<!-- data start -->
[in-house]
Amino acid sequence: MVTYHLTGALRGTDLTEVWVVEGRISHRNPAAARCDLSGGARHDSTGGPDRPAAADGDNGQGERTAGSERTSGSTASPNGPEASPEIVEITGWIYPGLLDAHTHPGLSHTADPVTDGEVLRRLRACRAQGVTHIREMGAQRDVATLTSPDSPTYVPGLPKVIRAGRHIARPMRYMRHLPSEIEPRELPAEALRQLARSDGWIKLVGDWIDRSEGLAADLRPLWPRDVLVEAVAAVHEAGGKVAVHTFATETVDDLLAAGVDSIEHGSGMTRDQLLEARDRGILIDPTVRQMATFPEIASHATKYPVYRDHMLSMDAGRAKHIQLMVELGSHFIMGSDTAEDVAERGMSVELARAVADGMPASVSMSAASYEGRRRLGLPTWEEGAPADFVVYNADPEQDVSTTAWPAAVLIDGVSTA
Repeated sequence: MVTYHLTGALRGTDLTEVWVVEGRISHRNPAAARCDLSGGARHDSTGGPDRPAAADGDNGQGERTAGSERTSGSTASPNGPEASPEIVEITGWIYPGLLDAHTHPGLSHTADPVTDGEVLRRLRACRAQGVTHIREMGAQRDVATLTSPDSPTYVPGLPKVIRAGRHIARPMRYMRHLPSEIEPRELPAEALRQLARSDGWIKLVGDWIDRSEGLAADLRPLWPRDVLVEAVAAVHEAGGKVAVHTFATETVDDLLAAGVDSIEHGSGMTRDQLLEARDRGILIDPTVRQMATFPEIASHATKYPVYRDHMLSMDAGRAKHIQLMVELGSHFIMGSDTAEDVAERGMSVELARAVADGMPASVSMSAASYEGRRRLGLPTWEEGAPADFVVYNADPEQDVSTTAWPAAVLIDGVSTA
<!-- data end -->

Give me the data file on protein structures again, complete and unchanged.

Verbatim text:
[in-house]
Amino acid sequence: MVTYHLTGALRGTDLTEVWVVEGRISHRNPAAARCDLSGGARHDSTGGPDRPAAADGDNGQGERTAGSERTSGSTASPNGPEASPEIVEITGWIYPGLLDAHTHPGLSHTADPVTDGEVLRRLRACRAQGVTHIREMGAQRDVATLTSPDSPTYVPGLPKVIRAGRHIARPMRYMRHLPSEIEPRELPAEALRQLARSDGWIKLVGDWIDRSEGLAADLRPLWPRDVLVEAVAAVHEAGGKVAVHTFATETVDDLLAAGVDSIEHGSGMTRDQLLEARDRGILIDPTVRQMATFPEIASHATKYPVYRDHMLSMDAGRAKHIQLMVELGSHFIMGSDTAEDVAERGMSVELARAVADGMPASVSMSAASYEGRRRLGLPTWEEGAPADFVVYNADPEQDVSTTAWPAAVLIDGVSTA
Repeated sequence: MVTYHLTGALRGTDLTEVWVVEGRISHRNPAAARCDLSGGARHDSTGGPDRPAAADGDNGQGERTAGSERTSGSTASPNGPEASPEIVEITGWIYPGLLDAHTHPGLSHTADPVTDGEVLRRLRACRAQGVTHIREMGAQRDVATLTSPDSPTYVPGLPKVIRAGRHIARPMRYMRHLPSEIEPRELPAEALRQLARSDGWIKLVGDWIDRSEGLAADLRPLWPRDVLVEAVAAVHEAGGKVAVHTFATETVDDLLAAGVDSIEHGSGMTRDQLLEARDRGILIDPTVRQMATFPEIASHATKYPVYRDHMLSMDAGRAKHIQLMVELGSHFIMGSDTAEDVAERGMSVELARAVADGMPASVSMSAASYEGRRRLGLPTWEEGAPADFVVYNADPEQDVSTTAWPAAVLIDGVSTA